This essay will specifically use feminist theory as a part of the feminist activity, which aims to alter the world through women’s equality promotion (Tyson, 2015, p. 88). Women’s equality has become a very significant purpose to achieve in the story, which is fought by the characters, especially Eudora—since she fights for suffrage which later in the story is revealed. This is started by the discovery of the poster or invitation regarding the meeting which says, “Manchester National Society for Women’s Suffrage Public Meeting” (00:48:49). She also plants the feminist mindset in Enola by educating her on things that are considered not usual for girls, such as physical activities such as sport. Eudora encourages Enola to grow up as a brave girl without sticking to the idea of “femininity” which society expects her to have. Amidst being a woman in a patriarchal society, Enola keeps trying to find her true self. She goes through several phases which lead her to know herself more as the story progresses, showing the patriarchy or male dominance in society. That is why, equality is targeted to be achieved. Through revolutionary actions and efforts, a change can be made—the one that leads to gender equality. Therefore, the highlighted concepts of the essay would gravitate towards feminism, patriarchy, and gender equality and inequality.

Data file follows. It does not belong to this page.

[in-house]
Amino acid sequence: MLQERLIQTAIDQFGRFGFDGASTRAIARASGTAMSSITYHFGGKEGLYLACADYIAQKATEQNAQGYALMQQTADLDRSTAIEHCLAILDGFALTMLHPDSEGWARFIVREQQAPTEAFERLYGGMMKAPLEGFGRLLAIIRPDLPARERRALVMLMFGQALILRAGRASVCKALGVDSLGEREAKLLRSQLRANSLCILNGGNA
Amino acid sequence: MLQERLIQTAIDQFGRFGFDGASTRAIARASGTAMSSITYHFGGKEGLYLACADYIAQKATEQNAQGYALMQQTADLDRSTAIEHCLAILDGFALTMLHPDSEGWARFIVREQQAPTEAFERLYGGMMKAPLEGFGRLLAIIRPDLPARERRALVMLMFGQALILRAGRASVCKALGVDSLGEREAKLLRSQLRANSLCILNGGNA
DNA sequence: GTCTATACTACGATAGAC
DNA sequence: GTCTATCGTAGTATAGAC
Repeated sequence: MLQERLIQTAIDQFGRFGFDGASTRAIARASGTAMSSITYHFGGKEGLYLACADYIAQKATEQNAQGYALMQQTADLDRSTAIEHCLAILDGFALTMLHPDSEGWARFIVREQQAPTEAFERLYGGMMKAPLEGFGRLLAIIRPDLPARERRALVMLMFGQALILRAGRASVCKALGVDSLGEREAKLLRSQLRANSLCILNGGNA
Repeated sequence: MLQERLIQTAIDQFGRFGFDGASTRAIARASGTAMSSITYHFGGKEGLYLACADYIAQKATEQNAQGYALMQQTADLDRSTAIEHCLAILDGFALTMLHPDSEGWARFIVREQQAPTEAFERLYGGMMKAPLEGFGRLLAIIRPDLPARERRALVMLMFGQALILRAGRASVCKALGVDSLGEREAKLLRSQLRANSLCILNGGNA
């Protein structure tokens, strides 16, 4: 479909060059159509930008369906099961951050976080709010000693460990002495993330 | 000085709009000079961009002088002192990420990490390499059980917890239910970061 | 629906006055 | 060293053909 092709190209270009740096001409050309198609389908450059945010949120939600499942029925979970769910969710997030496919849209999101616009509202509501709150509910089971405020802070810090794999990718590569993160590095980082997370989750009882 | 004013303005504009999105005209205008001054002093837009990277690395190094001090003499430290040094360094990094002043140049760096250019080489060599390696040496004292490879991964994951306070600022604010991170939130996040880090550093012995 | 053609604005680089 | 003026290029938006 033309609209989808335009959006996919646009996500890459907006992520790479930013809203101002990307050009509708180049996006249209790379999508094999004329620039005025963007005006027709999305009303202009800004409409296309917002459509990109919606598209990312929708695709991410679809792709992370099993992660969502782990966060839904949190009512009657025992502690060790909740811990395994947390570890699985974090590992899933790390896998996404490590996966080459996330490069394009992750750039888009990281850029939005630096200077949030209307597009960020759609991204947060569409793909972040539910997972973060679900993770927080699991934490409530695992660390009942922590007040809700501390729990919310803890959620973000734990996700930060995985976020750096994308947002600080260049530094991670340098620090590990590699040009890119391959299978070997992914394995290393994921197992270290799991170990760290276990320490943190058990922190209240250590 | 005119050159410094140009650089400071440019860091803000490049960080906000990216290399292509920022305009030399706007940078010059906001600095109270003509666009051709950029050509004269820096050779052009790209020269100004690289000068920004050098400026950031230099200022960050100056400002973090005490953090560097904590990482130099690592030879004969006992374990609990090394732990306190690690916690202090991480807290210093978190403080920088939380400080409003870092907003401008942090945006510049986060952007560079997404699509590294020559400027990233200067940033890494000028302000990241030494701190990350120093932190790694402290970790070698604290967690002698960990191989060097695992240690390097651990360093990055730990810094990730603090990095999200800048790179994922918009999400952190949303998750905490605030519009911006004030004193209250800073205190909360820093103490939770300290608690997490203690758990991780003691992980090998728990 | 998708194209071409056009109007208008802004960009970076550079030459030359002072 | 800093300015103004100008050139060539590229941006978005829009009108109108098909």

Each character has a reason for being involved in the story. Enola has a purpose to find her true self. Her mother leaves on Enola’s sixteenth birthday after teaching her so many things. “You’ll do very well on your own, Enola.” (00:01:14). Even though Enola is told that she will do just fine by herself, Enola begins to try to look for her mother. Another reason is that she does not want to be forced to go to Miss Harrison’s Finishing School for Young Ladies as Mycroft tells her to. Patriarchy is well portrayed, specifically through Mycroft’s character. Mycroft finds Eudoria’s book called, The Subjection of Women in John Stuart Mill and he says, “Oh My God! Feminism.” with a judgmental tone. “Perhaps she was mad, or senile. Though madness, in our family? I would doubt it.” (08:43-08:55). When he meets Enola for the first time after a long time, he is surprised. “My God. Look at you. You’re in such a mess. Where’s your hat and gloves?” (00:05:55-00:06:07). It shows that he expects Enola to dress just how a girl or woman is supposed to be based on societal standards. It is the same with Miss Harrison. She suggests Enola wear an amplifier because she thinks her body is “disappointing”. Enola’s reaction shows the feminist side of her, the disapproval towards the standard of clothing, “I won’t enjoy being imprisoned in those preposterous clothes.” (00:13:05-00:13:08). Clothes are supposed to make us feel more comfortable and confident. Nevertheless, during that era, women were expected to wear something which did not let them breathe easily so they would faint and be seen as too weak to be involved in a society with men’s dominance (Tyson, 2015, p. 87). Again, Enola shows her feminist side when she buys some clothes and wears them to help her disguise because she chooses to, not because she has to. “The corset: a symbol of repression to those who are forced to wear it. But for me, who chooses to wear it, the bust enhancer and the hip regulators will hide the fortune my mother has given me. And as they do so, they will make me look like that truly unlikely thing: a lady.” (00:38:57-00:39:17). It shows how society oppresses women to the point of forcing them to wear “restraining” clothes. They had no choice back then but to dress according to the “norm”.